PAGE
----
Cognitive Behavioural Therapy Treatment
Cognitive Behavioural Therapy (CBT) aims to help you change the way you think, feel and behave. The treatment is for adults, children and the elderly to treat various mental health and physical problems.
What disorders are suitable for Cognitive Behavioural Therapy?
of disorders including:
- Anger management
- Anxiety & stress
- Attention deficit hyperactivity disorder (ADHD)
- Eating disorders, such as anorexia and bulimia
- Obsessive compulsive disorder (OCD)
- Panic attacks
- Post-traumatic stress disorder (PTSD)
- Sleep problems, such as insomnia
- The onset of a serious illness
- Bereavement & trauma
- Child and adolescent behavioural problems
- Chronic fatigue syndrome/myalgic encephalomyelitis (CFS/ME)
- Chronic (persistent) pain.
- Domestic violence
- Drug and alcohol misuse problems
- Habits (such as facial tics)
- Mental health conditions, illness & disability in the family
- Relationship issues
- Separation, divorce & step-family life
- Sexual problems
“As a rule, the more specific the problem, the more likely CBT may help. This is because it is a practical therapy which focuses on particular problems and aims to overcome them. CBT is sometimes used alone, and sometimes used in addition to medication, depending on the type and severity of the condition being treated.”
Female Infertility: “There is evidence that stress may negatively impact fertility in women. And if there was a chance to increase your chances to conceive even by 1%, would it be worth getting a better understanding of how stress and infertility may affect each other and then learn how to control the agony?”
What is likely to happen during a course of CBT?
The first session of therapy will usually include time for the therapist and you to develop a shared understanding of the problem. This is usually to identify how your thoughts, ideas, feelings, attitudes, and behaviours affect your day-to-day life. You should then agree a treatment plan and goals to achieve, and the number of required sessions, each session is approximately 45 minutes.
Typically, a session of therapy is once a week and most courses of CBT last for several weeks. It is not uncommon to have 12-18 sessions, but a course of CBT can be longer or shorter, depending on the nature and severity of the condition.
In some situations CBT sessions can be carried out by telephone. You have to take an active part in CBT for example, if you have a social phobia, early in the course of therapy you may be asked to keep a diary of your thoughts which occur when you become anxious before a social event. Therapists also teach important coping skills, such as problem solving and scheduling pleasurable experiences, this may be given as an assignment or experiment which you have learned during therapy.
How well does Cognitive Behavioural Therapy work?
CBT has been shown in clinical trials to help ease symptoms of various health problems. For example, research studies have shown that a course of CBT is just as likely to be effective as medication in treating depression and certain anxiety disorders. There may be long-term benefits with CBT, because the techniques to combat these problems can be used for the rest of your life to eradicate future symptoms. So, for example, depression or anxiety are less likely to recur in the future. There is good research evidence to show that CBT can help to improve symptoms of some physical conditions such as rheumatoid arthritis.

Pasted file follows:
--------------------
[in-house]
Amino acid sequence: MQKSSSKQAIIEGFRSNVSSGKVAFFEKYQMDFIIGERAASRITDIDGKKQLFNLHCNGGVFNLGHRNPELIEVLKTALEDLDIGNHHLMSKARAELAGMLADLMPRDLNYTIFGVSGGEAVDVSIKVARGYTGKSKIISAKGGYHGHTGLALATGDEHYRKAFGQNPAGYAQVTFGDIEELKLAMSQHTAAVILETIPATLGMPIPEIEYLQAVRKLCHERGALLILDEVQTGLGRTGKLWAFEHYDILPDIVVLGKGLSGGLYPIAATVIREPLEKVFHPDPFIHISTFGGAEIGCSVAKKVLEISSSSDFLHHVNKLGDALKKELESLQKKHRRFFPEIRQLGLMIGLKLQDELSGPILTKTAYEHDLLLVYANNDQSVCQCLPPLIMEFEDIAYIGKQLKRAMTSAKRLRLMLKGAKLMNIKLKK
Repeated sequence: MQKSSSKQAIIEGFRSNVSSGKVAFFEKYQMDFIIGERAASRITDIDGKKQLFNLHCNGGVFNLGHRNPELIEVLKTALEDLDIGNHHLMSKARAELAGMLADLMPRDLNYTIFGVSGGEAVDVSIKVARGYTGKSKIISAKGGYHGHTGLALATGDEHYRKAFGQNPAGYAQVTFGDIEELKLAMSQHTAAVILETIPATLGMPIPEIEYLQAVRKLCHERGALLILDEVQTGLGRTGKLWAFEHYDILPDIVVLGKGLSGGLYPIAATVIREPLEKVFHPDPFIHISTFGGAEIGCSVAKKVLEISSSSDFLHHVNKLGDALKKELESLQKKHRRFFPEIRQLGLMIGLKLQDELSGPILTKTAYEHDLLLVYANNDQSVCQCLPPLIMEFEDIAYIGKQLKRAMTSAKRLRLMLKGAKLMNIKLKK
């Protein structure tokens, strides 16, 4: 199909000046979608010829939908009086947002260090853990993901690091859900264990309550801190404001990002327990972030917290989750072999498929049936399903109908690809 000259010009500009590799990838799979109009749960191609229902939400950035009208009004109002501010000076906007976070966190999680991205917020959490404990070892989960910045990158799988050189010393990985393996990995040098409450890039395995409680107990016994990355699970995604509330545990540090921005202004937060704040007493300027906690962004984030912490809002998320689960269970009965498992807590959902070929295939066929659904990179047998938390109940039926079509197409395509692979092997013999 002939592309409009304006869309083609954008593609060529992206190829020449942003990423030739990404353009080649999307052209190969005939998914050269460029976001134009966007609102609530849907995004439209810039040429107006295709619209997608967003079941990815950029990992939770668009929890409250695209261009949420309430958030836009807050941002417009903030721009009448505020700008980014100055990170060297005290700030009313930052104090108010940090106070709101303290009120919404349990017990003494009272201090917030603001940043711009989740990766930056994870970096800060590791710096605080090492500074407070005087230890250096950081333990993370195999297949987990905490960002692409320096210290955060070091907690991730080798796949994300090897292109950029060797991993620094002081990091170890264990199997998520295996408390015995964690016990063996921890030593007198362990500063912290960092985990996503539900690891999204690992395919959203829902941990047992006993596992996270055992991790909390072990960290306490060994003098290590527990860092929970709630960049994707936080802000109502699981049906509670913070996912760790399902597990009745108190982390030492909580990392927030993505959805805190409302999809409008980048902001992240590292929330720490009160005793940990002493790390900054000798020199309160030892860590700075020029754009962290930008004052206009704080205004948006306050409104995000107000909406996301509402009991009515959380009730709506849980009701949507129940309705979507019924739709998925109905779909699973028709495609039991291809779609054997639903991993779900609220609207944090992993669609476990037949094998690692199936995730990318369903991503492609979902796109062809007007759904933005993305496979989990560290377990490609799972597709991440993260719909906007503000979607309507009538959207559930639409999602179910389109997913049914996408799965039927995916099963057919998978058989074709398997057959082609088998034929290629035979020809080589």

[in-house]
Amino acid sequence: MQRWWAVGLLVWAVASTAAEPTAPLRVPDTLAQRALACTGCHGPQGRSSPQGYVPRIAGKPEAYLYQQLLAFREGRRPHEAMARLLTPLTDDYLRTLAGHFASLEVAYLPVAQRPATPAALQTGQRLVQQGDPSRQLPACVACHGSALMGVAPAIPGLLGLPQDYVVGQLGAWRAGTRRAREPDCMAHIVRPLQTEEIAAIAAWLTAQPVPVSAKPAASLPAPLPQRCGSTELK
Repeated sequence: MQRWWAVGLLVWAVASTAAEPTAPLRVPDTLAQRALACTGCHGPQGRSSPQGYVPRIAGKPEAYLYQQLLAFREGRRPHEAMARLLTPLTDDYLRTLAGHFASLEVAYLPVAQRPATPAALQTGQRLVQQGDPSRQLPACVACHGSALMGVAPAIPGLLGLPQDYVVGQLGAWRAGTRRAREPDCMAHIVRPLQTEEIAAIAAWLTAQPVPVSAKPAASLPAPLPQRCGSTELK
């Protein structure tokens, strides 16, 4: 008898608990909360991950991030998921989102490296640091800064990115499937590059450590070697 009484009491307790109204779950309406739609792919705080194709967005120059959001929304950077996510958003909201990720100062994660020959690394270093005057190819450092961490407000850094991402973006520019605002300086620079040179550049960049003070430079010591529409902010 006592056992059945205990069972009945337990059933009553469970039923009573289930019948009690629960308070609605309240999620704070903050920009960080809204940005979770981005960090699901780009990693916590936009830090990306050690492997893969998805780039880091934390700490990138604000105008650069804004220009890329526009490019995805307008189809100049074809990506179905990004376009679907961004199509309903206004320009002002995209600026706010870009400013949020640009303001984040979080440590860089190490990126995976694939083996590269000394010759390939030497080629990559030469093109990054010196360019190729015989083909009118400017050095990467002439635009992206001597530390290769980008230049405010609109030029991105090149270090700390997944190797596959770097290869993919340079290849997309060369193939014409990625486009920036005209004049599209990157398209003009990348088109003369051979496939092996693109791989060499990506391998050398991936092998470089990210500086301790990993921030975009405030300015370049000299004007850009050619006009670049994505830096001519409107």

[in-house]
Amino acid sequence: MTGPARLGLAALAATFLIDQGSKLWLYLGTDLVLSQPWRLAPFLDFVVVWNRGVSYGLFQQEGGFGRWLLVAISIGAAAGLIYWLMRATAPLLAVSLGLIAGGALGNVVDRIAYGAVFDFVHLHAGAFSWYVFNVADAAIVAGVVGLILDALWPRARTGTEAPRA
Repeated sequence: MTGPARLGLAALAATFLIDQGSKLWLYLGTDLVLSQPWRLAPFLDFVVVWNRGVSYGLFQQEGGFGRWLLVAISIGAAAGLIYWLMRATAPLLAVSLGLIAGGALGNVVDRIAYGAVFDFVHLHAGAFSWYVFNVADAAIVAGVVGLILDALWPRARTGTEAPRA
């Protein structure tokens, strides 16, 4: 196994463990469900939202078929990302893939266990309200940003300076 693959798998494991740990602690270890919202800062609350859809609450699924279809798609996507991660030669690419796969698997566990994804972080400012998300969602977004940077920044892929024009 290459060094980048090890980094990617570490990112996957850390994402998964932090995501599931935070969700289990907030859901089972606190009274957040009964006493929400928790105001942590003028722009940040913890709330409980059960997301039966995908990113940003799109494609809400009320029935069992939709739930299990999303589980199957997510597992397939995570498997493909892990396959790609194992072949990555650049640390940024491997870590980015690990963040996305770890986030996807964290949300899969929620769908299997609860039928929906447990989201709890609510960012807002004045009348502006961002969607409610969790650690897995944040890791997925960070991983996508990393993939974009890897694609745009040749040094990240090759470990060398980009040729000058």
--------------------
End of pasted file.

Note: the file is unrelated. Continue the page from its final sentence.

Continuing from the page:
What is the difference between CBT & other talking treatments?
CBT is one type of psychotherapy (talking treatment), unlike other types of psychotherapy it does not involve talking freely, or dwell on events in your past to gain insight into your emotional state of mind. It is not a “lie on the couch and tell all” type of therapy. CBT tends to deal with the here and now – how your current thoughts and behaviours are affecting you now. It recognises that events in your past have shaped the way that you currently think and behave, in particular, thought patterns and behaviours learned in childhood. However, CBT does not dwell on the past, but aims to find solutions to change your current thoughts and behaviours so you can improve now and in the future.
Clients are taught ways to change thoughts and expectations and relaxation techniques are used. It will help the client to identify, question and change poor mental images of themselves, thus altering negative responses and behaviour. It can help pessimistic or depressed people to view things from a more optimistic perspective.
Although the CBT therapist will offer support and empathy, the therapy has a structure, is problem-focused and practical.
What are the limitations of Cognitive Behavioural Therapy?
CBT does not suit everyone and it is not helpful for all conditions. You need to be committed and persistent in tackling and improving your health problem with the help of the therapist and it can be hard work. The assignments may be difficult and challenging, you may be taken ‘out of your comfort zone’ for example, when tackling situations which cause anxiety or distress. However, many people have greatly benefited from a course of CBT.